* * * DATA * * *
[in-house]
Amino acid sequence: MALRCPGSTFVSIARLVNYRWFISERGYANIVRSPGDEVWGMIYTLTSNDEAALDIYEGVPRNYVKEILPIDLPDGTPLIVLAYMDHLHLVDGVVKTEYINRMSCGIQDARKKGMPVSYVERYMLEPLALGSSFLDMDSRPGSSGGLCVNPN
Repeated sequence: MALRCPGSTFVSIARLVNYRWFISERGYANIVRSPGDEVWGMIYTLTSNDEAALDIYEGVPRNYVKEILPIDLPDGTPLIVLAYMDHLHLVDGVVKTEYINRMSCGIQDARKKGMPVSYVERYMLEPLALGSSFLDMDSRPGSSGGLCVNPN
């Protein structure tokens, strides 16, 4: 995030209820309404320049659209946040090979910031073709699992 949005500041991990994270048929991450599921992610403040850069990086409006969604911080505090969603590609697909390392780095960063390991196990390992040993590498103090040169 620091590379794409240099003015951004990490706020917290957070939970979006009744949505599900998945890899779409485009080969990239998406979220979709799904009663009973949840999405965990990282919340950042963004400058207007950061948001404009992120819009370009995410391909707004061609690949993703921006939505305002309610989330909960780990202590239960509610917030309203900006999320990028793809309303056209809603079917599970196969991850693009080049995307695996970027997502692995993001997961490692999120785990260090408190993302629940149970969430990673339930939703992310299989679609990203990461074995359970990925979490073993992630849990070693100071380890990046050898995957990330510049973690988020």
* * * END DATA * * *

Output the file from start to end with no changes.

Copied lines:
[in-house]
Amino acid sequence: MALRCPGSTFVSIARLVNYRWFISERGYANIVRSPGDEVWGMIYTLTSNDEAALDIYEGVPRNYVKEILPIDLPDGTPLIVLAYMDHLHLVDGVVKTEYINRMSCGIQDARKKGMPVSYVERYMLEPLALGSSFLDMDSRPGSSGGLCVNPN
Repeated sequence: MALRCPGSTFVSIARLVNYRWFISERGYANIVRSPGDEVWGMIYTLTSNDEAALDIYEGVPRNYVKEILPIDLPDGTPLIVLAYMDHLHLVDGVVKTEYINRMSCGIQDARKKGMPVSYVERYMLEPLALGSSFLDMDSRPGSSGGLCVNPN
């Protein structure tokens, strides 16, 4: 995030209820309404320049659209946040090979910031073709699992 949005500041991990994270048929991450599921992610403040850069990086409006969604911080505090969603590609697909390392780095960063390991196990390992040993590498103090040169 620091590379794409240099003015951004990490706020917290957070939970979006009744949505599900998945890899779409485009080969990239998406979220979709799904009663009973949840999405965990990282919340950042963004400058207007950061948001404009992120819009370009995410391909707004061609690949993703921006939505305002309610989330909960780990202590239960509610917030309203900006999320990028793809309303056209809603079917599970196969991850693009080049995307695996970027997502692995993001997961490692999120785990260090408190993302629940149970969430990673339930939703992310299989679609990203990461074995359970990925979490073993992630849990070693100071380890990046050898995957990330510049973690988020």